But when a matched group of mice were given a ketogenic diet for three to four weeks, their autistic behaviour reversed to the point where the BTBR mice behaved like normal mice. They were more social and successful at perceiving social communication cues regarding food choice. The mice also groomed substantially less, indicating a reduction in repetitive behaviour.
“Together, these behaviours represent the complement of core symptoms used to diagnose autism, and all were reversed by the ketogenic diet,” said Masino.
Since seizures are common in autistic individuals, the researchers needed to establish if the effects were linked with a ketogenic diet’s ability to treat epilepsy. Using a variety of tests — such as EEG recordings — the team found BTBR mice are not prone to having epilepsy or seizures. From this data, the researchers determined that the beneficial impact of a ketogenic diet on the symptoms of autism were independent of any anti-seizure effects. According to a press release by Trinity College:
“Based on previous research on the ketogenic diet and on the causes of autism, multiple possible cellular changes may underlie these behavioural improvements. In addition to Masino’s hypothesis regarding adenosine, inflammation is emerging as an important factor in causing autism: a general decrease in inflammation due to the ketogenic diet could underlie its effectiveness against autistic symptoms. In a prior paper in PLOS One, Masino’s laboratory showed for the first time that a ketogenic diet can reduce inflammation in rats. Inflammation, adenosine, and other possible mechanisms are under investigation by several research groups.”
An earlier study in 1999 — by a different research team and involving 30 autistic children from Crete — found 26.66% of the participants benefited significantly from an intermittent ketogenic diet. The diet was followed in four week increments, with two weeks off where the children’s diet wasn’t restricted, for a total of six months. From this experiment, the researchers discovered a ketogenic diet increases levels of the calming neurotransmitter GABA.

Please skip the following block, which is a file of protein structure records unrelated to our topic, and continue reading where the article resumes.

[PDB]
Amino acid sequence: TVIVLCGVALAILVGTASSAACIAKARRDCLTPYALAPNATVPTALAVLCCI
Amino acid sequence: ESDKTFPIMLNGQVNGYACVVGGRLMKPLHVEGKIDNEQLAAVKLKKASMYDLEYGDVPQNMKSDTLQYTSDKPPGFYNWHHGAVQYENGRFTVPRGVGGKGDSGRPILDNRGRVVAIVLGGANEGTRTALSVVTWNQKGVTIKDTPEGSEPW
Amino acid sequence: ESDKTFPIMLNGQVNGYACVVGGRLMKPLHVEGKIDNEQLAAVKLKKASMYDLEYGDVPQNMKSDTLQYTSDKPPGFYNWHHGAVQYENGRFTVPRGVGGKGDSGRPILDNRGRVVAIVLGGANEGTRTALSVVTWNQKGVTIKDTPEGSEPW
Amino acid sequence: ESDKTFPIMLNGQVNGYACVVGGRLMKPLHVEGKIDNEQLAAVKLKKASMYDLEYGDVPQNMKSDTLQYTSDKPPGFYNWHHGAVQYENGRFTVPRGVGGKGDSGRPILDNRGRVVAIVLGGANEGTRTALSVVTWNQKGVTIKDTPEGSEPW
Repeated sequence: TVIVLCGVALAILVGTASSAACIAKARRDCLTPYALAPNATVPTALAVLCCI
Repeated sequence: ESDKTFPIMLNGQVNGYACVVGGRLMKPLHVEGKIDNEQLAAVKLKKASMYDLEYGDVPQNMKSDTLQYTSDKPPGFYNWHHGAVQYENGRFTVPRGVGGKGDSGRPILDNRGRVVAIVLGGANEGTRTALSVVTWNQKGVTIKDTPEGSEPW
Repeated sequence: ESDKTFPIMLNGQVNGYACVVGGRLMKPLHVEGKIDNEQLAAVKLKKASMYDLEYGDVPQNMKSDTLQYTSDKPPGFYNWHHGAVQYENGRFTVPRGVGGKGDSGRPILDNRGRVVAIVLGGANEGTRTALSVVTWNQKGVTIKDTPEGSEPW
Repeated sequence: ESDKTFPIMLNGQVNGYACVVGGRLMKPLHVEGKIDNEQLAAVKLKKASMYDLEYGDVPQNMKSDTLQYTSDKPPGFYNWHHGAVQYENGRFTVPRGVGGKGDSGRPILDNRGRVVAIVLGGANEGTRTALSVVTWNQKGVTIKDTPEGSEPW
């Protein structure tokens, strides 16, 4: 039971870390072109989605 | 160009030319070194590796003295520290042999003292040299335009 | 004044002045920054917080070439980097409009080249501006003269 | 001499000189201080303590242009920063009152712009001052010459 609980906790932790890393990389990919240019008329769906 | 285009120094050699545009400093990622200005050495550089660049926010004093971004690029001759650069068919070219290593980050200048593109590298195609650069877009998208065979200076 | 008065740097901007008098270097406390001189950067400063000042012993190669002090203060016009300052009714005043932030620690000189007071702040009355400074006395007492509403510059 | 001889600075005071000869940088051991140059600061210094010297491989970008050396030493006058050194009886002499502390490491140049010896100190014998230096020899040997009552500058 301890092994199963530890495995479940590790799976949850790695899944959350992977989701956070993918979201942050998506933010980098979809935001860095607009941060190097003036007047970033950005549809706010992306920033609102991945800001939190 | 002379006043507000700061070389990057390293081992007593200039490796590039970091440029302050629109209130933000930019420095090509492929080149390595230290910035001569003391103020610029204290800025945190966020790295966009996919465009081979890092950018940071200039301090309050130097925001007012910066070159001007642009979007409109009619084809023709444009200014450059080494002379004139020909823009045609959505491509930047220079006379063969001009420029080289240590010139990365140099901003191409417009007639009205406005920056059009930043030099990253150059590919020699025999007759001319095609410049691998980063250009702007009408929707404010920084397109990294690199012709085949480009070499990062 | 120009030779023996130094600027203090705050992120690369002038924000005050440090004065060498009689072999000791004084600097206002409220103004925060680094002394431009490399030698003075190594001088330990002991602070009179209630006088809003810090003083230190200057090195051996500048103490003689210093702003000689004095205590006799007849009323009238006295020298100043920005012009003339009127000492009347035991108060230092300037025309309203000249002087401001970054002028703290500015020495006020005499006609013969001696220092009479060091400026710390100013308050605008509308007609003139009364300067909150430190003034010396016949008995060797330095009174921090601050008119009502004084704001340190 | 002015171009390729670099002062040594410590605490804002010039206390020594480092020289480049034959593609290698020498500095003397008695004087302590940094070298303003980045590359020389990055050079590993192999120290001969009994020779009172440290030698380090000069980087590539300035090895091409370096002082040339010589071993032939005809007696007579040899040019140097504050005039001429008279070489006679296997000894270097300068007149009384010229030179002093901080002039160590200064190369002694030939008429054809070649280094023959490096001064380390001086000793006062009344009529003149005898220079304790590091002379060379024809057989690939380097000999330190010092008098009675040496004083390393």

“The increase of ketone bodies maintains the synaptosomal content of gamma-aminobutyric acid (GABA) at a higher level, a phenomenon that may contribute to the beneficial effect of a ketogenic diet in children with epilepsy and perhaps children with autistic behaviour. Other researchers, in an attempt to clarify the manner in which ketone bodies increase the synaptosomal content of GABA, showed that the metabolism of ketone bodies to acetyl coenzyme A results in a decrease of the pool of brain oxaloacetate, which is consumed in the citrate synthetase reaction. As less oxaloacetate is available for the aspartate aminotransferase reaction, thereby lowering the rate of glutamate transamination, more glutamate becomes accessible to the glutamate decarboxylase pathway, thus favouring the synthesis of GABA.”
Moreover, this paper published in SAGE journal found a gluten-free, casein-free ketogenic diet substantially improved the Childhood Autism Rating Scale score of an autistic girl with epilepsy — with a decrease of 49 to 17 — representing a change from severe autism to non-autistic and an intelligence quotient increase of 70 points. Fourteen months after initiating the diet, she was also seizure-free.